Mike White couldn’t discuss his new star basketball player during Thursday’s SEC Summer Teleconference with the few hacks not on vacation this week.
Paperwork and all, you know.
Still, the decision by Kerry Blackshear to finish his career at Florida continued to make rumblings throughout the basketball world where everyone with a login was adjusting preseason Top 25s to illuminate the seismic roster change.
“We’re not in a position to discuss any new signees,” White said.
Blackshear will make it official soon, then attend Summer B and report as the final piece of as full a roster as Florida has had in a long time.
“On paper, we’ve got some talent,” White said, “but that has nothing to do with production and that will be communicated to this team.”
The addition of the 6-foot-10 Blackshear not only gives Florida a powerful force underneath, it also gives White something that was noticeably lacking.
White’s first class at Florida is gone with three graduates and Keith Stone’s transfer to Miami. The next class included Eric Hester, who left, and current redshirt juniors Dontay Bassett and Gorjok Gak.
Blackshear gives the Gators a senior. The rest of the roster is filled with freshmen and sophomores, testament to White’s recruiting.
But as it is with any team, how the 13 scholarship players blend will be a major factor in how well this team plays.
Who will lead them? A senior who has never played in the O-Dome? Two juniors who just saw their roles change on the team? Or the 11 underclassmen?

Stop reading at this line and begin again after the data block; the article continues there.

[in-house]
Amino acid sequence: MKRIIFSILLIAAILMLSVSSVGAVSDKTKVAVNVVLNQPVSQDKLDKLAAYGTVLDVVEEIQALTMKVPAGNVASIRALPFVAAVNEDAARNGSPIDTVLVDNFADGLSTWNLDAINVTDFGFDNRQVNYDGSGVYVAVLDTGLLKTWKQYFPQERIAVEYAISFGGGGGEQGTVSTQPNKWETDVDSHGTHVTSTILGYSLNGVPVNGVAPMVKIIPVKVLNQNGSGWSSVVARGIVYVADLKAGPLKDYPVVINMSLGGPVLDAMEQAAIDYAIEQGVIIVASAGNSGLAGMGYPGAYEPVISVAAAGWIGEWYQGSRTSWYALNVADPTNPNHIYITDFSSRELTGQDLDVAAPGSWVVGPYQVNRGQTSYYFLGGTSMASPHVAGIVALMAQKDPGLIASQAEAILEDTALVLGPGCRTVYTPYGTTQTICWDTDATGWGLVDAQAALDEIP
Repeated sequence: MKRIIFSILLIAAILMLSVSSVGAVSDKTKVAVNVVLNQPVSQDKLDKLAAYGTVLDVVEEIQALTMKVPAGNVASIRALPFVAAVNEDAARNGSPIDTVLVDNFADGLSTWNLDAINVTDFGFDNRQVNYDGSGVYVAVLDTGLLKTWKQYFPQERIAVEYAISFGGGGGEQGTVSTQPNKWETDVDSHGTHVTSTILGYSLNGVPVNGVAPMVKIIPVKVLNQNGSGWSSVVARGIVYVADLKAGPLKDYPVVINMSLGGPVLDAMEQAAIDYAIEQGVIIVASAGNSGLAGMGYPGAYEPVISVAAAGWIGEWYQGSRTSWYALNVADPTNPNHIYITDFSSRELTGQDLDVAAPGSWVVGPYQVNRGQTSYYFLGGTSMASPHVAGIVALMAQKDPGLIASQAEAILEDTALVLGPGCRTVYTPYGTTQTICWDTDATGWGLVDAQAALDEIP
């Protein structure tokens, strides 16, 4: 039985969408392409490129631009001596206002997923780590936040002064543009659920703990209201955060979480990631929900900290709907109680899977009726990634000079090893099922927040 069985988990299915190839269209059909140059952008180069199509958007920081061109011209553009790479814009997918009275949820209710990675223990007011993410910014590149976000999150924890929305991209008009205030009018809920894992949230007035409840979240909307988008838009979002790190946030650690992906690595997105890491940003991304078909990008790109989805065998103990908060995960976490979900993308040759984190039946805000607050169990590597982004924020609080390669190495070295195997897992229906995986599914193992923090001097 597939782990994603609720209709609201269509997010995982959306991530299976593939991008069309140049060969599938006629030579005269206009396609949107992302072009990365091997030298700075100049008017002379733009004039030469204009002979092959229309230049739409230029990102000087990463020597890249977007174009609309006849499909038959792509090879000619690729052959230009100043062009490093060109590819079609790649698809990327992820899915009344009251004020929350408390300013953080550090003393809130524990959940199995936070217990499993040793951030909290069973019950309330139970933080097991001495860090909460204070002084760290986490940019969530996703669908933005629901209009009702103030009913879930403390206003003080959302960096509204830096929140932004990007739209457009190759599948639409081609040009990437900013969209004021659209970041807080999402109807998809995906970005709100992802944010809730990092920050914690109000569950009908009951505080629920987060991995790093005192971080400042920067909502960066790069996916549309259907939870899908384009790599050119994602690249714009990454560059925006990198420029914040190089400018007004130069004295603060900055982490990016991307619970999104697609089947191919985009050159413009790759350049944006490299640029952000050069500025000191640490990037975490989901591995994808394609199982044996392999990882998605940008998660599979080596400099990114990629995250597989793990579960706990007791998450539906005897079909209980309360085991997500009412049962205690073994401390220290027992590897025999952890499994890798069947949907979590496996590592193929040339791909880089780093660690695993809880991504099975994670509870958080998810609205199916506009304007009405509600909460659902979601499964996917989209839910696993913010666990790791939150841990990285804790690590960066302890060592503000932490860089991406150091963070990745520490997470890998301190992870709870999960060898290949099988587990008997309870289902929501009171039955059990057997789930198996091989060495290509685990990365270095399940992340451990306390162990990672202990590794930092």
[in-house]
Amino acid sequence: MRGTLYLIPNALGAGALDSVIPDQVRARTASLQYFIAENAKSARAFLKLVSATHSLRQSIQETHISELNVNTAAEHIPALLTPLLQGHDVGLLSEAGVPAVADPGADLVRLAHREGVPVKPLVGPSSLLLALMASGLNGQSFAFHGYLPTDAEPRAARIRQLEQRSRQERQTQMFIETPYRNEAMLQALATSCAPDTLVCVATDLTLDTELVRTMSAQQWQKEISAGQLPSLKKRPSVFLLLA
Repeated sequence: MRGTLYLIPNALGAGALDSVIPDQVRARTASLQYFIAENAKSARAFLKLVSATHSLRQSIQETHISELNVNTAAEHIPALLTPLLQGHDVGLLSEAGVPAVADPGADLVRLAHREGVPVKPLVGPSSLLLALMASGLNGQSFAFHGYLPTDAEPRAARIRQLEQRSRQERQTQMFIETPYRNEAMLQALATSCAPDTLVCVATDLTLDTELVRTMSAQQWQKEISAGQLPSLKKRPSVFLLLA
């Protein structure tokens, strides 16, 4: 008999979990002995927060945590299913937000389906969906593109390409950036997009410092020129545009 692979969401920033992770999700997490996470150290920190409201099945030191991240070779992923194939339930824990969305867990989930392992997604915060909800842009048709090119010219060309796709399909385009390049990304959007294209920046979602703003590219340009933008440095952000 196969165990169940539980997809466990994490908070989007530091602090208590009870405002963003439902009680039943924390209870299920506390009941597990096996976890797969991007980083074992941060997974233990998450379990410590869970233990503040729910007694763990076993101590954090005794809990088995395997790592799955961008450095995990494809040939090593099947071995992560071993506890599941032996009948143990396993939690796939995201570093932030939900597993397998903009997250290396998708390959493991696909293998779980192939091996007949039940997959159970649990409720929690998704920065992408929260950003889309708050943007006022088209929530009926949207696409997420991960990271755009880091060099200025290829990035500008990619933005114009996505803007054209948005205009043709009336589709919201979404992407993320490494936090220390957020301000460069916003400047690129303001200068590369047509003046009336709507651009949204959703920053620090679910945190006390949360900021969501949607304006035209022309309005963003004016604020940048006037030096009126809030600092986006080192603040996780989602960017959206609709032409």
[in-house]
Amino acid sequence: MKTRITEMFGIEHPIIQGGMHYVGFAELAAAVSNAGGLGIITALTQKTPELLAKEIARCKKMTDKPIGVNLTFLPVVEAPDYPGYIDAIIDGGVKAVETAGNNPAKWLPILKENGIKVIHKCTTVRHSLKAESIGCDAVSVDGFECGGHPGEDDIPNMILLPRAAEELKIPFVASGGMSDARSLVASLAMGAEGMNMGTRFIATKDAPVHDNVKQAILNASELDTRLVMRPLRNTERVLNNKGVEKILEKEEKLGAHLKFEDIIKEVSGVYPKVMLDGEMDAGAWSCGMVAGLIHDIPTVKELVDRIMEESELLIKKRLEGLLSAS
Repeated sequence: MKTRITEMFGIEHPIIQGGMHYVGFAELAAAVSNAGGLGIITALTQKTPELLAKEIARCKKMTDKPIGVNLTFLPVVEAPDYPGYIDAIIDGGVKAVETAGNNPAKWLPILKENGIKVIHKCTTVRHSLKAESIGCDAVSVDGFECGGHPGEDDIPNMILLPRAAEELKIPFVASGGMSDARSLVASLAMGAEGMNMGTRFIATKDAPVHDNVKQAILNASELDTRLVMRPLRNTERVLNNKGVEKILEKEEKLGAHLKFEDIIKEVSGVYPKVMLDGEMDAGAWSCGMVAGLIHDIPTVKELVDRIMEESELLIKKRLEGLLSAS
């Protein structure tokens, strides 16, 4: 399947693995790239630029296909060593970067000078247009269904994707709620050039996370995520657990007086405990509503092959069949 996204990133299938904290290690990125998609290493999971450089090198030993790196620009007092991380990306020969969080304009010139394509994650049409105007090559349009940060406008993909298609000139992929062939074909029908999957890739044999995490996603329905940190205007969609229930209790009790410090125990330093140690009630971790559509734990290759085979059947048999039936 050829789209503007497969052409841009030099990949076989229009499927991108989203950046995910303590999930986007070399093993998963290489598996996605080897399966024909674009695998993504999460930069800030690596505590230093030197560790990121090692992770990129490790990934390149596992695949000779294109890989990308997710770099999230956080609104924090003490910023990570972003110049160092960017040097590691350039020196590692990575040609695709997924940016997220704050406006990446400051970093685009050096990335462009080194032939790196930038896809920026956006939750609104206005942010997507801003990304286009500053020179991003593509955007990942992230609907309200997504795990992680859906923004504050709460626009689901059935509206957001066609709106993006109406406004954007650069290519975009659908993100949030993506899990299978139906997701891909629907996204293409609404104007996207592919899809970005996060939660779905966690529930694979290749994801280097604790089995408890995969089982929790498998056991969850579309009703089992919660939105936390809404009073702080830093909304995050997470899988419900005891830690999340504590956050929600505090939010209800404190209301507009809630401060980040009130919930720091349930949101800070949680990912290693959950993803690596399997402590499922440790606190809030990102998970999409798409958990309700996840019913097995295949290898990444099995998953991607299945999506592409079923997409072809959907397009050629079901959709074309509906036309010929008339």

“That’s what we’ll need,” White said. “Freshmen leadership, sophomore leadership. You hope some of the returnees can provide some. We’d like to find four, five, six of them.
“I think Andrew Nembhard is a guy who can step up in that regard. He did late last year. He’s communicated that in abundance and stressed a high level of interest in doing so.”
Which is a fancy way of saying, “Andrew wants this to be his team.”
Nembhard closed last season with a flourish, tested the NBA waters and returned to give Florida another year. What better player to take your team by the reins than your point guard?
He’s going to have a lot of options when he brings the ball down the floor. There was a reason Florida fans were constantly checking their phones this week. The ones who knew about Blackshear, who saw him play at Virginia Tech, know what a beast he has become.
He gives the Gators what they have lacked — a guy to go to when you need a basket. Last year, it was usually the reluctant star KeVaughn Allen or later erratic Jalen Hudson taking the last shot.
Blackshear was the jewel of the available crop of grad transfers because he brings so much to the menu — size, 50.8-percent shooting, strength, range (33 percent on 3s), rebounding and experience (four games in the Big Dance the last two years).
You add that to the three emerging stars of last year –Nembhard, Noah Locke and Keyontae Johnson — and the highly-rated new class and you kind of see what all the fuss is about.
Especially if freshman Scottie Lewis plays like the one-and-doner he is expected to be (NBA Draft.net has him as the 14h pick in 2020).
“We hope he is extremely impactful,” White said. “He can affect the game in so many different ways. He’s not going to be a guy who is hunting shots.
He competes, he’s a high-level defender. He’s a versatile guy.
“The thing I like most about him — I’m most eager to see in practice — is his competitive level.”
The 2019-20 Florida team is set after a wild trip through the transfer portal with players coming and going.
There are no guarantees, just possibilities.
“Expectations, uncertainty, excitement,” White said.
Contact Pat Dooley at 352-374-5053 or at firstname.lastname@example.org. And follow at Twitter.com/Pat_Dooley.